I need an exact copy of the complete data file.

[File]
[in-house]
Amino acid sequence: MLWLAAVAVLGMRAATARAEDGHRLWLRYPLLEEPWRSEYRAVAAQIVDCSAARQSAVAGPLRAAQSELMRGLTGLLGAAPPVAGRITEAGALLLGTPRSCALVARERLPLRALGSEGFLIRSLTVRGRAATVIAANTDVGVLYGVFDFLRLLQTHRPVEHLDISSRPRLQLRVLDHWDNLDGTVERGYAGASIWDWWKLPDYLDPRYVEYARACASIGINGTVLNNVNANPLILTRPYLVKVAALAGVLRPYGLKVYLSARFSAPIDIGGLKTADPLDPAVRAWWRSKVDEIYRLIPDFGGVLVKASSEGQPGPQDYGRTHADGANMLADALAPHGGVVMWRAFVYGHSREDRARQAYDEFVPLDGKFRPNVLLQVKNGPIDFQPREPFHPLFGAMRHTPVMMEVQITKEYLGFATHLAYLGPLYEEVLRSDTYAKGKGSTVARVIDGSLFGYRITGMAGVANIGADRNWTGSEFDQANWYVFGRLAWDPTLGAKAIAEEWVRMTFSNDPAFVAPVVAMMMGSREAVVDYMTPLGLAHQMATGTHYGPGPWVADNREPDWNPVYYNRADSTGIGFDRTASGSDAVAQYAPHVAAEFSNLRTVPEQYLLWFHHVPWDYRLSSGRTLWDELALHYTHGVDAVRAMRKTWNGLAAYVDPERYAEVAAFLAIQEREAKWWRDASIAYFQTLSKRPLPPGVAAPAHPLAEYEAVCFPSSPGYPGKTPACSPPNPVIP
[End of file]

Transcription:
[in-house]
Amino acid sequence: MLWLAAVAVLGMRAATARAEDGHRLWLRYPLLEEPWRSEYRAVAAQIVDCSAARQSAVAGPLRAAQSELMRGLTGLLGAAPPVAGRITEAGALLLGTPRSCALVARERLPLRALGSEGFLIRSLTVRGRAATVIAANTDVGVLYGVFDFLRLLQTHRPVEHLDISSRPRLQLRVLDHWDNLDGTVERGYAGASIWDWWKLPDYLDPRYVEYARACASIGINGTVLNNVNANPLILTRPYLVKVAALAGVLRPYGLKVYLSARFSAPIDIGGLKTADPLDPAVRAWWRSKVDEIYRLIPDFGGVLVKASSEGQPGPQDYGRTHADGANMLADALAPHGGVVMWRAFVYGHSREDRARQAYDEFVPLDGKFRPNVLLQVKNGPIDFQPREPFHPLFGAMRHTPVMMEVQITKEYLGFATHLAYLGPLYEEVLRSDTYAKGKGSTVARVIDGSLFGYRITGMAGVANIGADRNWTGSEFDQANWYVFGRLAWDPTLGAKAIAEEWVRMTFSNDPAFVAPVVAMMMGSREAVVDYMTPLGLAHQMATGTHYGPGPWVADNREPDWNPVYYNRADSTGIGFDRTASGSDAVAQYAPHVAAEFSNLRTVPEQYLLWFHHVPWDYRLSSGRTLWDELALHYTHGVDAVRAMRKTWNGLAAYVDPERYAEVAAFLAIQEREAKWWRDASIAYFQTLSKRPLPPGVAAPAHPLAEYEAVCFPSSPGYPGKTPACSPPNPVIP